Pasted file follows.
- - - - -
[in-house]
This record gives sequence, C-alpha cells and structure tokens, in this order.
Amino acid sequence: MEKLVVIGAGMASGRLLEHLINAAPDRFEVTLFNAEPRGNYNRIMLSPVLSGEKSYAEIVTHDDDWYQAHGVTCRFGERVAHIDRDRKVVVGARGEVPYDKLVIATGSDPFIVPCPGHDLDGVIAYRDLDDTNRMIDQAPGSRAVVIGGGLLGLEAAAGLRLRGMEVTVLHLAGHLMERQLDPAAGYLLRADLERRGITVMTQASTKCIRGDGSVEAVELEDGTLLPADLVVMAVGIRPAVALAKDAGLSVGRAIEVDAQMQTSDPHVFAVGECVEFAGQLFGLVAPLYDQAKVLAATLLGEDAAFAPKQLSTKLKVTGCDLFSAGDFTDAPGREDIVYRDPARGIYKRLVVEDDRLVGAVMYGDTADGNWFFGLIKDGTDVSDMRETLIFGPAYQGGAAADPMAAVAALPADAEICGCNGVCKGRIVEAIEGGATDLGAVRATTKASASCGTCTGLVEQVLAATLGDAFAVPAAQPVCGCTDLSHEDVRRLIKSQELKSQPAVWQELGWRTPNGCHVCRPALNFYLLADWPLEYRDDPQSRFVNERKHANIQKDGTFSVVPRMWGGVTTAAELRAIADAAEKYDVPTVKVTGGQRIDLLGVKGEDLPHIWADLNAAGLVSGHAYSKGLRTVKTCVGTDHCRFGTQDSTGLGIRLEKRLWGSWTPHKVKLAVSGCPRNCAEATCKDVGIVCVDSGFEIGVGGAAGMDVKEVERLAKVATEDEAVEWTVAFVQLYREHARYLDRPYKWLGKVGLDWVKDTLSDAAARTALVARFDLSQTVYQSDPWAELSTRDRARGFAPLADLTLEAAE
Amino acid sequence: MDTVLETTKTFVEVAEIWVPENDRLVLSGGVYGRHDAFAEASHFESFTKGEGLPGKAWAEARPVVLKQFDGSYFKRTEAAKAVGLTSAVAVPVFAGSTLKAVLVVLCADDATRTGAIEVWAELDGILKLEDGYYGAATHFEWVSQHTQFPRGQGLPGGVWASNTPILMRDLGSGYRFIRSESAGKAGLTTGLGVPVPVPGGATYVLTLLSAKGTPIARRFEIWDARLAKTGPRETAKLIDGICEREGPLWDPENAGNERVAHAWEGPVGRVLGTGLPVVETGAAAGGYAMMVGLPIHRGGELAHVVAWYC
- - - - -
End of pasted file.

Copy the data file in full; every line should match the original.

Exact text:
[in-house]
This record gives sequence, C-alpha cells and structure tokens, in this order.
Amino acid sequence: MEKLVVIGAGMASGRLLEHLINAAPDRFEVTLFNAEPRGNYNRIMLSPVLSGEKSYAEIVTHDDDWYQAHGVTCRFGERVAHIDRDRKVVVGARGEVPYDKLVIATGSDPFIVPCPGHDLDGVIAYRDLDDTNRMIDQAPGSRAVVIGGGLLGLEAAAGLRLRGMEVTVLHLAGHLMERQLDPAAGYLLRADLERRGITVMTQASTKCIRGDGSVEAVELEDGTLLPADLVVMAVGIRPAVALAKDAGLSVGRAIEVDAQMQTSDPHVFAVGECVEFAGQLFGLVAPLYDQAKVLAATLLGEDAAFAPKQLSTKLKVTGCDLFSAGDFTDAPGREDIVYRDPARGIYKRLVVEDDRLVGAVMYGDTADGNWFFGLIKDGTDVSDMRETLIFGPAYQGGAAADPMAAVAALPADAEICGCNGVCKGRIVEAIEGGATDLGAVRATTKASASCGTCTGLVEQVLAATLGDAFAVPAAQPVCGCTDLSHEDVRRLIKSQELKSQPAVWQELGWRTPNGCHVCRPALNFYLLADWPLEYRDDPQSRFVNERKHANIQKDGTFSVVPRMWGGVTTAAELRAIADAAEKYDVPTVKVTGGQRIDLLGVKGEDLPHIWADLNAAGLVSGHAYSKGLRTVKTCVGTDHCRFGTQDSTGLGIRLEKRLWGSWTPHKVKLAVSGCPRNCAEATCKDVGIVCVDSGFEIGVGGAAGMDVKEVERLAKVATEDEAVEWTVAFVQLYREHARYLDRPYKWLGKVGLDWVKDTLSDAAARTALVARFDLSQTVYQSDPWAELSTRDRARGFAPLADLTLEAAE
Amino acid sequence: MDTVLETTKTFVEVAEIWVPENDRLVLSGGVYGRHDAFAEASHFESFTKGEGLPGKAWAEARPVVLKQFDGSYFKRTEAAKAVGLTSAVAVPVFAGSTLKAVLVVLCADDATRTGAIEVWAELDGILKLEDGYYGAATHFEWVSQHTQFPRGQGLPGGVWASNTPILMRDLGSGYRFIRSESAGKAGLTTGLGVPVPVPGGATYVLTLLSAKGTPIARRFEIWDARLAKTGPRETAKLIDGICEREGPLWDPENAGNERVAHAWEGPVGRVLGTGLPVVETGAAAGGYAMMVGLPIHRGGELAHVVAWYC